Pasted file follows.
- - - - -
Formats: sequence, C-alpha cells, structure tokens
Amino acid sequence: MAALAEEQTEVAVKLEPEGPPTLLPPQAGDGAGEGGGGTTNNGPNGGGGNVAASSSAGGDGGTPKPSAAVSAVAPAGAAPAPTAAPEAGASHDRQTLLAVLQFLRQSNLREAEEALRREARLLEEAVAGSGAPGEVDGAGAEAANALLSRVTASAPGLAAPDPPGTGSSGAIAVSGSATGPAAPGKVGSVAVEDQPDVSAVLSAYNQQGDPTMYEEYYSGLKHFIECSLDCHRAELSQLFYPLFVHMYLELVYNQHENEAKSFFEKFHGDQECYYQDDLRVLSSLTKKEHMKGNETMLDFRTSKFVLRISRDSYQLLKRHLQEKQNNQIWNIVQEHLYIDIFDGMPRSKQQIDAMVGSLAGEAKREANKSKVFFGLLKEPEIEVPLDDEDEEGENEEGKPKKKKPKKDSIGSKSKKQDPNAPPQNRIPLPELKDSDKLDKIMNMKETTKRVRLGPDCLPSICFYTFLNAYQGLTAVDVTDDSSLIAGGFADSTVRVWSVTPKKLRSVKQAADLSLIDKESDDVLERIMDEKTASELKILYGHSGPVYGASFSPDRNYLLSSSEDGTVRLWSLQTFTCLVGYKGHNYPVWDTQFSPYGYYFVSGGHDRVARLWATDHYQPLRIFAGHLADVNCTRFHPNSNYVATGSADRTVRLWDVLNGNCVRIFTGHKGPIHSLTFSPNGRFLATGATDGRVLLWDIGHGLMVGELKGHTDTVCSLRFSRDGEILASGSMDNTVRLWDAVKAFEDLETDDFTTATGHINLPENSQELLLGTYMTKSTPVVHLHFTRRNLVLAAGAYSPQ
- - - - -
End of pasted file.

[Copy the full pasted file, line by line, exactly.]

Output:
Formats: sequence, C-alpha cells, structure tokens
Amino acid sequence: MAALAEEQTEVAVKLEPEGPPTLLPPQAGDGAGEGGGGTTNNGPNGGGGNVAASSSAGGDGGTPKPSAAVSAVAPAGAAPAPTAAPEAGASHDRQTLLAVLQFLRQSNLREAEEALRREARLLEEAVAGSGAPGEVDGAGAEAANALLSRVTASAPGLAAPDPPGTGSSGAIAVSGSATGPAAPGKVGSVAVEDQPDVSAVLSAYNQQGDPTMYEEYYSGLKHFIECSLDCHRAELSQLFYPLFVHMYLELVYNQHENEAKSFFEKFHGDQECYYQDDLRVLSSLTKKEHMKGNETMLDFRTSKFVLRISRDSYQLLKRHLQEKQNNQIWNIVQEHLYIDIFDGMPRSKQQIDAMVGSLAGEAKREANKSKVFFGLLKEPEIEVPLDDEDEEGENEEGKPKKKKPKKDSIGSKSKKQDPNAPPQNRIPLPELKDSDKLDKIMNMKETTKRVRLGPDCLPSICFYTFLNAYQGLTAVDVTDDSSLIAGGFADSTVRVWSVTPKKLRSVKQAADLSLIDKESDDVLERIMDEKTASELKILYGHSGPVYGASFSPDRNYLLSSSEDGTVRLWSLQTFTCLVGYKGHNYPVWDTQFSPYGYYFVSGGHDRVARLWATDHYQPLRIFAGHLADVNCTRFHPNSNYVATGSADRTVRLWDVLNGNCVRIFTGHKGPIHSLTFSPNGRFLATGATDGRVLLWDIGHGLMVGELKGHTDTVCSLRFSRDGEILASGSMDNTVRLWDAVKAFEDLETDDFTTATGHINLPENSQELLLGTYMTKSTPVVHLHFTRRNLVLAAGAYSPQ